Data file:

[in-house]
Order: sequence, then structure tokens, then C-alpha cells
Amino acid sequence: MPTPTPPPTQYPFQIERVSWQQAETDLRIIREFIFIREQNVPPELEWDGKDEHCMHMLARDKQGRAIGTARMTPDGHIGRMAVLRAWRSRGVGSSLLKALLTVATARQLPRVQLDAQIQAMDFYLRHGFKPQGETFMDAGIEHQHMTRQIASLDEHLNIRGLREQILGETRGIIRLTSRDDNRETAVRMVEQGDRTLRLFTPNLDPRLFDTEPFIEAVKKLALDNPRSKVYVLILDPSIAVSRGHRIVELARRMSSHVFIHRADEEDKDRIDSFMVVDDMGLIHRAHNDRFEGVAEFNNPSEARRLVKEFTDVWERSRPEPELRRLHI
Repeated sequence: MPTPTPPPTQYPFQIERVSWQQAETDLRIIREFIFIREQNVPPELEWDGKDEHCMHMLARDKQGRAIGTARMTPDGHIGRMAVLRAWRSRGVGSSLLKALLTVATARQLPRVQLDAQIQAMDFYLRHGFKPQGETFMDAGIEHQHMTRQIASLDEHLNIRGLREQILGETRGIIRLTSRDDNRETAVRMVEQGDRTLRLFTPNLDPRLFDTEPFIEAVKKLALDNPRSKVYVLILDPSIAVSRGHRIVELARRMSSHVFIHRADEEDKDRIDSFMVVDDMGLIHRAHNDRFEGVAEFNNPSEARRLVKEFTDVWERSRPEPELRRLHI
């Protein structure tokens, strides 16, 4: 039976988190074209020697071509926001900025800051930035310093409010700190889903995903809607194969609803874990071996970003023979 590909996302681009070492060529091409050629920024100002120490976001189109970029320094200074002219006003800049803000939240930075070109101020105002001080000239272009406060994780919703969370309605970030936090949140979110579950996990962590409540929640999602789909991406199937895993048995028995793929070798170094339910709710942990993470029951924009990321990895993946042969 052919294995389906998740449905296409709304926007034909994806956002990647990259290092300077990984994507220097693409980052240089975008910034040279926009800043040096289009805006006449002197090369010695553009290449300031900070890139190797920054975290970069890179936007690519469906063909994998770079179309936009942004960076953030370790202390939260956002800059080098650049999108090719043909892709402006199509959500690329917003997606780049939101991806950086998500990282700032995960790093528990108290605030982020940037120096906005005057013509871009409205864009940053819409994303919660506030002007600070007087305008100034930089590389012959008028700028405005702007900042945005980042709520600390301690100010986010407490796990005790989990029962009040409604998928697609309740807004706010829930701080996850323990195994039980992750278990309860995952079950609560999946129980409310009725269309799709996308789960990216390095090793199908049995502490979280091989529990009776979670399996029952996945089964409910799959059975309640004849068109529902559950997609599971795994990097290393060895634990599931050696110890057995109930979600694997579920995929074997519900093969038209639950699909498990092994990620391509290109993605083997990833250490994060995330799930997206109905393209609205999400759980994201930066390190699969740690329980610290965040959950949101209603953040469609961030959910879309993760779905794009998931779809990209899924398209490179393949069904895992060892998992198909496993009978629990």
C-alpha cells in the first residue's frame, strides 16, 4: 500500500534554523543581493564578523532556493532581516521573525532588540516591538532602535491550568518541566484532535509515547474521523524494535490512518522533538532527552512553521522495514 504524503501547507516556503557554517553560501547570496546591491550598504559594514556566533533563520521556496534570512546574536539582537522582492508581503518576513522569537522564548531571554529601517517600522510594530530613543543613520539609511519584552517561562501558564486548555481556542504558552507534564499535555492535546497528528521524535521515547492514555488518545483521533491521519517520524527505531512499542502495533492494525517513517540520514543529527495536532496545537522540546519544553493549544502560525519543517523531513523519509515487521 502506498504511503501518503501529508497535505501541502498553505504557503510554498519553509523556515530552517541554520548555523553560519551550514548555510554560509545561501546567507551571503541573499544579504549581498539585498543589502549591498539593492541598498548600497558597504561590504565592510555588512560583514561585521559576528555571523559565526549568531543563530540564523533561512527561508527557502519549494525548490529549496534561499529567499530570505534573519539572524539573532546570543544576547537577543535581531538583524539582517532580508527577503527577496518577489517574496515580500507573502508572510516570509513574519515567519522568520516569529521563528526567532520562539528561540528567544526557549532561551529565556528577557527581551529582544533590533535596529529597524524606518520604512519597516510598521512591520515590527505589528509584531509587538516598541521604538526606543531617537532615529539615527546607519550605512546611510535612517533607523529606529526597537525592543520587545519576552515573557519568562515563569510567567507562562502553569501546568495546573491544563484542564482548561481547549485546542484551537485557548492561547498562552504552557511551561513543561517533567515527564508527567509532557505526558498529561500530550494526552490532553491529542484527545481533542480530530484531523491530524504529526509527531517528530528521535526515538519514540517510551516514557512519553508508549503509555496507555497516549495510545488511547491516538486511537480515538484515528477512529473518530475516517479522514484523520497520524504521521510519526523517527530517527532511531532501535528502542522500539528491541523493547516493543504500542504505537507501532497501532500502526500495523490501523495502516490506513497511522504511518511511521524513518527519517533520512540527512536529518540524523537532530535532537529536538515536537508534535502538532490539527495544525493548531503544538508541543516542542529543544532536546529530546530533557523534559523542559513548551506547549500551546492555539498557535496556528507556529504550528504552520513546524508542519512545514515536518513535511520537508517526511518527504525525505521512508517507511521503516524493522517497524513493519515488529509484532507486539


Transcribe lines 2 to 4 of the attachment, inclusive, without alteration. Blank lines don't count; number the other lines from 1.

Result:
Order: sequence, then structure tokens, then C-alpha cells
Amino acid sequence: MPTPTPPPTQYPFQIERVSWQQAETDLRIIREFIFIREQNVPPELEWDGKDEHCMHMLARDKQGRAIGTARMTPDGHIGRMAVLRAWRSRGVGSSLLKALLTVATARQLPRVQLDAQIQAMDFYLRHGFKPQGETFMDAGIEHQHMTRQIASLDEHLNIRGLREQILGETRGIIRLTSRDDNRETAVRMVEQGDRTLRLFTPNLDPRLFDTEPFIEAVKKLALDNPRSKVYVLILDPSIAVSRGHRIVELARRMSSHVFIHRADEEDKDRIDSFMVVDDMGLIHRAHNDRFEGVAEFNNPSEARRLVKEFTDVWERSRPEPELRRLHI
Repeated sequence: MPTPTPPPTQYPFQIERVSWQQAETDLRIIREFIFIREQNVPPELEWDGKDEHCMHMLARDKQGRAIGTARMTPDGHIGRMAVLRAWRSRGVGSSLLKALLTVATARQLPRVQLDAQIQAMDFYLRHGFKPQGETFMDAGIEHQHMTRQIASLDEHLNIRGLREQILGETRGIIRLTSRDDNRETAVRMVEQGDRTLRLFTPNLDPRLFDTEPFIEAVKKLALDNPRSKVYVLILDPSIAVSRGHRIVELARRMSSHVFIHRADEEDKDRIDSFMVVDDMGLIHRAHNDRFEGVAEFNNPSEARRLVKEFTDVWERSRPEPELRRLHI